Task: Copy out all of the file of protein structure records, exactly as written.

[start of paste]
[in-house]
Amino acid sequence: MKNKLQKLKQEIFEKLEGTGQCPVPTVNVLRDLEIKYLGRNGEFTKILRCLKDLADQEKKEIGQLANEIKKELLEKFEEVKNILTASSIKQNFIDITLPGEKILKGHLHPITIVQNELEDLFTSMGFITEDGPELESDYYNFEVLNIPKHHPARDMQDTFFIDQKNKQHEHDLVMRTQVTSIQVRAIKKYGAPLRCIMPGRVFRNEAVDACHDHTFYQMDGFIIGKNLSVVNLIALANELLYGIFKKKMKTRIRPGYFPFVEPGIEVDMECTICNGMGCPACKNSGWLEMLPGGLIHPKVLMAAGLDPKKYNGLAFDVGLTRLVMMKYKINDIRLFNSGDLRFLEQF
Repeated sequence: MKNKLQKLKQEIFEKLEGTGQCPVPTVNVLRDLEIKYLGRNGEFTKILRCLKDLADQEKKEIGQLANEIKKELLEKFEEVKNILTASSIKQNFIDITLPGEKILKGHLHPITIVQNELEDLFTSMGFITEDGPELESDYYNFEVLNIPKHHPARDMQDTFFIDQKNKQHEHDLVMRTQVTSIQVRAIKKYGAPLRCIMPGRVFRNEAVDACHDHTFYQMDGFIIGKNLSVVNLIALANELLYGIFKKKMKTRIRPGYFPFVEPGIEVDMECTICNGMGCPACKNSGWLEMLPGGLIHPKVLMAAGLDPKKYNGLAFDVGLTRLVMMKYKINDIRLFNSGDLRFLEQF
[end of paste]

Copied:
[in-house]
Amino acid sequence: MKNKLQKLKQEIFEKLEGTGQCPVPTVNVLRDLEIKYLGRNGEFTKILRCLKDLADQEKKEIGQLANEIKKELLEKFEEVKNILTASSIKQNFIDITLPGEKILKGHLHPITIVQNELEDLFTSMGFITEDGPELESDYYNFEVLNIPKHHPARDMQDTFFIDQKNKQHEHDLVMRTQVTSIQVRAIKKYGAPLRCIMPGRVFRNEAVDACHDHTFYQMDGFIIGKNLSVVNLIALANELLYGIFKKKMKTRIRPGYFPFVEPGIEVDMECTICNGMGCPACKNSGWLEMLPGGLIHPKVLMAAGLDPKKYNGLAFDVGLTRLVMMKYKINDIRLFNSGDLRFLEQF
Repeated sequence: MKNKLQKLKQEIFEKLEGTGQCPVPTVNVLRDLEIKYLGRNGEFTKILRCLKDLADQEKKEIGQLANEIKKELLEKFEEVKNILTASSIKQNFIDITLPGEKILKGHLHPITIVQNELEDLFTSMGFITEDGPELESDYYNFEVLNIPKHHPARDMQDTFFIDQKNKQHEHDLVMRTQVTSIQVRAIKKYGAPLRCIMPGRVFRNEAVDACHDHTFYQMDGFIIGKNLSVVNLIALANELLYGIFKKKMKTRIRPGYFPFVEPGIEVDMECTICNGMGCPACKNSGWLEMLPGGLIHPKVLMAAGLDPKKYNGLAFDVGLTRLVMMKYKINDIRLFNSGDLRFLEQF